I’ve already written about the overlooked importance of Ersan Ilyasova when considering how the Oklahoma City Thunder’s frontcourt may look next season. With his three-point shooting, it makes sense that head coach Billy Donovan tries placing him in the starting lineup to space the floor around Russell Westbrook’s drives and pick-and-roll play with the interior based Steven Adams.
So, where does that leave Enes Kanter? Despite superior talent and production to Ilysova, it leaves Kanter in his current sixth man role. With 10 made threes last season, a fairly streaky mid-range game (36.5 percent from 16 feet out) and 62 percent of his shots coming within three feet, he isn’t the player to spread the floor in OKC.
Instead, he’s the player who can come in and bruise his way through second units as he always does so well. And in this post-Kevin Durant era of enhanced- triple-double Westbrook rage, Kanter is more primed than ever to put himself at the forefront of the Sixth Man of the Year discussion.
Last season, Kanter came in third place, falling to first place Jamal Crawford’s over-voted instant offense and second place Andre Iguodala’s do-it-all impact for the 73-win Golden State Warriors. The performance of Crawford and Iguodala and typically terrible defense deterred voters and kept Kanter 106 votes behind Iguodala (288 to 182).
Yet, with slight defensive improvement and increased effort from Kanter to accompany his exceptional production, it’s clear to see how he’s positioned to take off.
12.7 points and 8.1 rebounds per game is a thoroughly acceptable stat line for an NBA player. 21.7 points and 13.9 rebounds per 36 minutes? That’s the kind of elite production level that Kanter delivered last season. With 5.2 of those rebounds coming on the offensive glass, Kanter was a leader in defining the Thunder as the NBA’s most dominant rebounding team.
For Kanter’s opportunity to shine, the simple matter of more minutes will help. Durant spent 26 percent of his minutes at power forward last season, and with no Ibaka either, it’s hard to think that Donovan will replace their entire workload at the four among the rest of his lesser bigs. Ilysova, Mitch McGary, rookie Domantas Sabonis, and new addition Joffrey Lauvergne create a cluttered frontcourt, but there’s no doubt that Kanter tops the list even if he spends most of his minutes at center.
Such opportunity gives Kanter a chance to not only score, but improve upon his rebounding numbers of last season, too — just in case leading the league in offensive rebound percentage (16.7) wasn’t quite enough. This workload and more rebounds being up for grabs without Durant and Ibaka can only help Kanter’s numbers and Sixth Man of the Year case.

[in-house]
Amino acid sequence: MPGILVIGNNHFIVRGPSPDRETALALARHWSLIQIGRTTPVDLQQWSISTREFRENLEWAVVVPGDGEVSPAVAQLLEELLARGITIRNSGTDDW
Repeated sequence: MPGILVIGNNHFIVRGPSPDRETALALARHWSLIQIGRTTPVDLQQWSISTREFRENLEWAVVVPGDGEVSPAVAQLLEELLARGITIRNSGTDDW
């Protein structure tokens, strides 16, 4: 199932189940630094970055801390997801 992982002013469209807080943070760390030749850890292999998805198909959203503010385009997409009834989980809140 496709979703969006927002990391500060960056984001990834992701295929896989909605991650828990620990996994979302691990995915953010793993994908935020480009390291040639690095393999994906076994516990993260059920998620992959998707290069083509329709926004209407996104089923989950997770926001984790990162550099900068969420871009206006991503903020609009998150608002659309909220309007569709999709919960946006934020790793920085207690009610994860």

Then there’s the priority of Kanter in the Thunder’s new scoring chain. Even with Ibaka around last season, Kanter was the team’s third leading scorer with 12.7 points per game, inching past fourth place Ibaka’s mark of 12.6. And without Ibaka or Durant, Kanter can have more shots to highlight his ability to destroy second units.
With the third highest usage rate on the team last season (behind only Durant and Westbrook), Kanter was already a prominent feature of the offense whenever he entered the game. Bursts of post-up play, floor running, stellar offensive rebounding, and rolls to the basket will only be accentuated as Westbrook looks to Kanter more often in the absence of Durant.
Kanter is the best offensive player the Thunder have after Westbrook now. He’s ready to take a larger role, too. He wasn’t quite the team’s best player at driving to the basket (second to Adams), but finishing the season with a 55.8 field goal percentage on pick-and-rolls as the roll man and ranking in the 70th percentile (per NBA.com) is easily efficient enough to make him a more prominent feature of the offense.
Any amount of improved post-up success and chances to use his 51.2 percent from 10-16 feet should only encourage more voters to look Kanter’s way.
After all, by ranking 10th in PER last season (24) and fourth in offensive rating (122.7), Kanter’s production last season was already highly impressive. What if next season is even better?
So, where exactly might Kanter rank in comparison to other Sixth Man of the Year candidates? As always, predictions can only go so far. We can’t know whether someone will have breakout success off the bench or whether someone will go through the opposite and fall off in terms of their performance. But against similar names like Crawford and Iguodala, Kanter’s chances should be fairly high.
With the Thunder fighting for a playoff spot in the West’s top six seeds rather than being an easy favorite with Durant, any impact Kanter makes to help OKC win can only raise his voting numbers. More responsibility and more production helps massively, just as it did for Crawford, who shot like crazy in the absence of Blake Griffin.
It’s unlikely Crawford will be benefiting from that kind of Griffin-less spell of play late in the season again, though. With a record three Sixth Man of the Year trophies, it’s someone else’s turn next, anyway.
And as for Iguodala, a player who will still be vital after the Warriors’ depth took a hit to accommodate the “Mega Death” lineup, Durant’s scoring and playmaking ability adds a dynamic at small forward that wasn’t there with Harrison Barnes.
To a slight extent, that reduces Iduogala’s value. At the very least, he could look a little more lost behind all that boosted talent in the starting lineup. Playing a part in a record-breaking 73-win season is another bonus he won’t be having in 2016-17 to garner voter’s attention either.
Other candidates will emerge as the season progresses, but in terms of the Thunder’s need for him, the attention surrounding their fight in a post-Durant era, and an elevated role, Enes Kanter should be at the forefront of the 2017 Sixth Man of the Year conversation.